Press Release (SEATTLE) Nov. 20 — Baseload Clean Energy Partners (BCEP), a clean energy portfolio owned and operated by AltaRock Energy, today announced the acquisition of Bottle Rock Power LLC. The Bottle Rock Power Plant was originally constructed as a 55-MW dry-steam geothermal plant situated on a 350-acre site in Lake County, California. BCEP purchased the remaining equity in the plant and associated leases for an undisclosed sum from Riverstone Holdings and U.S. Renewables Group. The company plans to upgrade the existing facilities to include energy storage in an effort to better manage supply and demand on the power grid.
Baseload Clean Energy Partners continues to build the leading portfolio of clean energy assets by leveraging the unique advantages of next generation enhanced geothermal energy systems (called EGS), a technology developed by AltaRock Energy. Bottle Rock Power is part of a broader complex of geothermal plants located within the Geysers, the largest geothermal field in the world. The acquisition contributes to BCEP’s overall goal of aggregating assets that benefit substantially from improvements in advanced energy technology.
“The next step in our strategy is the integration of energy storage within existing plants,” said Aaron Mandell, chief executive officer of BCEP. “Bottle Rock is an extremely valuable asset given the project’s access to the Northern California energy markets and future expansion potential of the geothermal resource. In the near term, we will focus on safely maintaining the existing plant and well field, but are actively working towards adding performance enhancements to enable flexible generation using energy storage.”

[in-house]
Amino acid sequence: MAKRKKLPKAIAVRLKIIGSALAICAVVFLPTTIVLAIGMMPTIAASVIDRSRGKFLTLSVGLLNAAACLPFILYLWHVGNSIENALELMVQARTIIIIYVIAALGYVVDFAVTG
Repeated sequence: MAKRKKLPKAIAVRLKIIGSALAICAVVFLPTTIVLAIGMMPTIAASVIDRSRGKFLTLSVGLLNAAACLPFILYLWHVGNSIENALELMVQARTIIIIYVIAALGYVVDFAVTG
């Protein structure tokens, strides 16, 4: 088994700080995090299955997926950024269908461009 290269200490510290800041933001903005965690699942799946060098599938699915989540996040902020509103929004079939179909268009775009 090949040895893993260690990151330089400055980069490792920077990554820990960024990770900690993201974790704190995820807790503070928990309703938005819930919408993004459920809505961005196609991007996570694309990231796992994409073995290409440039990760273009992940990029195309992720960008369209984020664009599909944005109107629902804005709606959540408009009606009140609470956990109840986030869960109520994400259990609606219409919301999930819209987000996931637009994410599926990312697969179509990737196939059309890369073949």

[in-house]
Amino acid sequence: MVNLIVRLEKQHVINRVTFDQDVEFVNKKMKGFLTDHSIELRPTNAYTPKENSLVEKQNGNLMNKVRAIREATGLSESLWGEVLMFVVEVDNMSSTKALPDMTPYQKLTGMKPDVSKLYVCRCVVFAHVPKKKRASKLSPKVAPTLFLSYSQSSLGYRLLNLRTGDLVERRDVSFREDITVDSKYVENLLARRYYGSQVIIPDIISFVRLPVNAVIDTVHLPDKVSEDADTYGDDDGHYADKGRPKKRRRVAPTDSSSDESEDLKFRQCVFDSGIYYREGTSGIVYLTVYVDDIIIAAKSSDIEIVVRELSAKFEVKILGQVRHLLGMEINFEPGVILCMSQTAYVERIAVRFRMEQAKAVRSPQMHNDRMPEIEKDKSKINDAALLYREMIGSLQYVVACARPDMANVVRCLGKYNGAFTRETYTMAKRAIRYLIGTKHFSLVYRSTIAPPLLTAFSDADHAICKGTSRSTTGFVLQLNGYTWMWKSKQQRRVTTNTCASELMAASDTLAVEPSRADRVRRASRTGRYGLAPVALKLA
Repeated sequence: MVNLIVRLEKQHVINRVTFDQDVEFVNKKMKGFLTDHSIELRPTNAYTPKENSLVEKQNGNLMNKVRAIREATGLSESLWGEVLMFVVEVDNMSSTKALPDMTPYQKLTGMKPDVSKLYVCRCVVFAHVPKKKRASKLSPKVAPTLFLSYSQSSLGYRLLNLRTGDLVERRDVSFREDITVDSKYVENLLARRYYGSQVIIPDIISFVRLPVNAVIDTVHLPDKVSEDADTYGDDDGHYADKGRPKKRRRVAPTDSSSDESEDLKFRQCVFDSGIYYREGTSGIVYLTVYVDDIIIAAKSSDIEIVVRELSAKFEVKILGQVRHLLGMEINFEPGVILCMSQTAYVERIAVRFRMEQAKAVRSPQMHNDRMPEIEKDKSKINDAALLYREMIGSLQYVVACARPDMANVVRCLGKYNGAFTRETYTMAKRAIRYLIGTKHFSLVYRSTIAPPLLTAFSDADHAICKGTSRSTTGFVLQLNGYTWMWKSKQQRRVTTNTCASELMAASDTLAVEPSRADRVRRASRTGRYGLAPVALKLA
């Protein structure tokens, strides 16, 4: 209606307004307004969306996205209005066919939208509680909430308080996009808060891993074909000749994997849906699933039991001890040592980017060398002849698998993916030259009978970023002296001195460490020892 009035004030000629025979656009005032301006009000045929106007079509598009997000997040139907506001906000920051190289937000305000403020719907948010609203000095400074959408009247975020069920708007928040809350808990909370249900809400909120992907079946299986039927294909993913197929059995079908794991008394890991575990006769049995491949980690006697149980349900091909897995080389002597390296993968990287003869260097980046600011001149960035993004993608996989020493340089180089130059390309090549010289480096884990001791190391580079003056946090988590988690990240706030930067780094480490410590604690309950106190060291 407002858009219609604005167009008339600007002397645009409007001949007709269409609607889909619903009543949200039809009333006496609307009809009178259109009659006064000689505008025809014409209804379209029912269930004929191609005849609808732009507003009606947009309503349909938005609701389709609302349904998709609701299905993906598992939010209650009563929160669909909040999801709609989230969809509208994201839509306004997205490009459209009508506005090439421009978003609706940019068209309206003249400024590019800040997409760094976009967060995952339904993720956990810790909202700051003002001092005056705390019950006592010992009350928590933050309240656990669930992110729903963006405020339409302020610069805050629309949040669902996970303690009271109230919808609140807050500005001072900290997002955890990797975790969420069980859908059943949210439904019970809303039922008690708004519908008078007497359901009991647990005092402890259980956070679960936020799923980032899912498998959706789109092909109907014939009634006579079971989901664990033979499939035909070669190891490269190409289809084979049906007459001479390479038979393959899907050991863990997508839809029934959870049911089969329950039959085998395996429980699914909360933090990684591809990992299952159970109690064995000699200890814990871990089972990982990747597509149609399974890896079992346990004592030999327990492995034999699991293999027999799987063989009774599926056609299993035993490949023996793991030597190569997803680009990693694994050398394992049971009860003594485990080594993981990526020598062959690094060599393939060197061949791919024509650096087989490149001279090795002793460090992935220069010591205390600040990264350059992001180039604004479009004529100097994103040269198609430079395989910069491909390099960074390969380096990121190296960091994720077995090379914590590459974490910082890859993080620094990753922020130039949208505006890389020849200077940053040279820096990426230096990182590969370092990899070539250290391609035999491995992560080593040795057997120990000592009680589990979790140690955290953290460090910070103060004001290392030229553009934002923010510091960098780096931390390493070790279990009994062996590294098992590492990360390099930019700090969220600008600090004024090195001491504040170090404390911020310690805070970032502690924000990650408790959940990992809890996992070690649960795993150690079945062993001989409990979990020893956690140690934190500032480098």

As the cost of utility-scale solar continues to drop, it becomes an increasingly larger portion of the overall energy supply. Grid operators are already adapting to accommodate new load profiles and adding energy storage will provide a way to both curtail excess solar during the day and tailor baseload generation to better reflect real-time demand. Geothermal is a unique clean energy resource because it is always available and combining it with storage will pave the way for renewables to become the largest source of electric power, worldwide. Ultimately, flexible energy resources will be the key to delivering a carbon-free energy grid.
GEA Publishes Brief on Including Geothermal in Clean Energy Incentive Program
The newest issue brief from the Geothermal Energy Association describes how current geothermal projects under development could help states meet their Clean Power Plan goals if provided market incentives; and a boost from Clean Energy Incentive Program (CEIP) credits could make geothermal projects viable, lead to additional emissions reductions. The informative brief is titled, “Including Geothermal in the Clean Energy IncentiveProgram.”
“GEA estimates including geothermal power as a staple in state compliance plans and building out geothermal resources could support growth of an industry that would offset carbon by 235 million metric tons,” according to the brief. “This is the equivalent to eliminating emissions from 3-5 medium size states’ power sectors.” Read more: http://geo-energy.org/reports.aspx.